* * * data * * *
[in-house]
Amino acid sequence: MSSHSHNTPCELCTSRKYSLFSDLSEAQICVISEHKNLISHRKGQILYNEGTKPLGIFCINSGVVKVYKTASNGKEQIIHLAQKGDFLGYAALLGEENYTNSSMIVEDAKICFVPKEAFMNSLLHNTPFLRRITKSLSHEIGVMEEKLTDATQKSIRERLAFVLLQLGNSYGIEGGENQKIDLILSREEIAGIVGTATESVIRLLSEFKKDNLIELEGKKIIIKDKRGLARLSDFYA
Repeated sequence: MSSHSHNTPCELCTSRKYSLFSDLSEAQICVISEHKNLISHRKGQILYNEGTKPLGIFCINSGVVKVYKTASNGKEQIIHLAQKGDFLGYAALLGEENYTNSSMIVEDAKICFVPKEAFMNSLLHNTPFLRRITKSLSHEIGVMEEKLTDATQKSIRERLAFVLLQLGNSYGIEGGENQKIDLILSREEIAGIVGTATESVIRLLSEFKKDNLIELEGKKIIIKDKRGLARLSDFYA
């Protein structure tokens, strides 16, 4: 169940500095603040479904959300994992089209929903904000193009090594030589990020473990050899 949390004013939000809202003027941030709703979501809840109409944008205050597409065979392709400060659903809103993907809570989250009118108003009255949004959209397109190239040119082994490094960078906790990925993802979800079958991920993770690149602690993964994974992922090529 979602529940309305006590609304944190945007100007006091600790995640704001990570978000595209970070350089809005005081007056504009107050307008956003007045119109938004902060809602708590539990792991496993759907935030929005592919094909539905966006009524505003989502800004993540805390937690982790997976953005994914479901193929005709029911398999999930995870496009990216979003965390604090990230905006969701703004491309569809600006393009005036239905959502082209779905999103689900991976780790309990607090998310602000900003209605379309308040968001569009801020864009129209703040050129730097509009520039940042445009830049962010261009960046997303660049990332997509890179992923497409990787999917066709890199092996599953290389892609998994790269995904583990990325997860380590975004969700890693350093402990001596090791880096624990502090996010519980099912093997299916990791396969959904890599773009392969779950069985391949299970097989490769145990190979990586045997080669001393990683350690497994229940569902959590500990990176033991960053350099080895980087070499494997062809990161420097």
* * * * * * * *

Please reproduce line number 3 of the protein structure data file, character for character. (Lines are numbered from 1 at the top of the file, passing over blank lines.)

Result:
Repeated sequence: MSSHSHNTPCELCTSRKYSLFSDLSEAQICVISEHKNLISHRKGQILYNEGTKPLGIFCINSGVVKVYKTASNGKEQIIHLAQKGDFLGYAALLGEENYTNSSMIVEDAKICFVPKEAFMNSLLHNTPFLRRITKSLSHEIGVMEEKLTDATQKSIRERLAFVLLQLGNSYGIEGGENQKIDLILSREEIAGIVGTATESVIRLLSEFKKDNLIELEGKKIIIKDKRGLARLSDFYA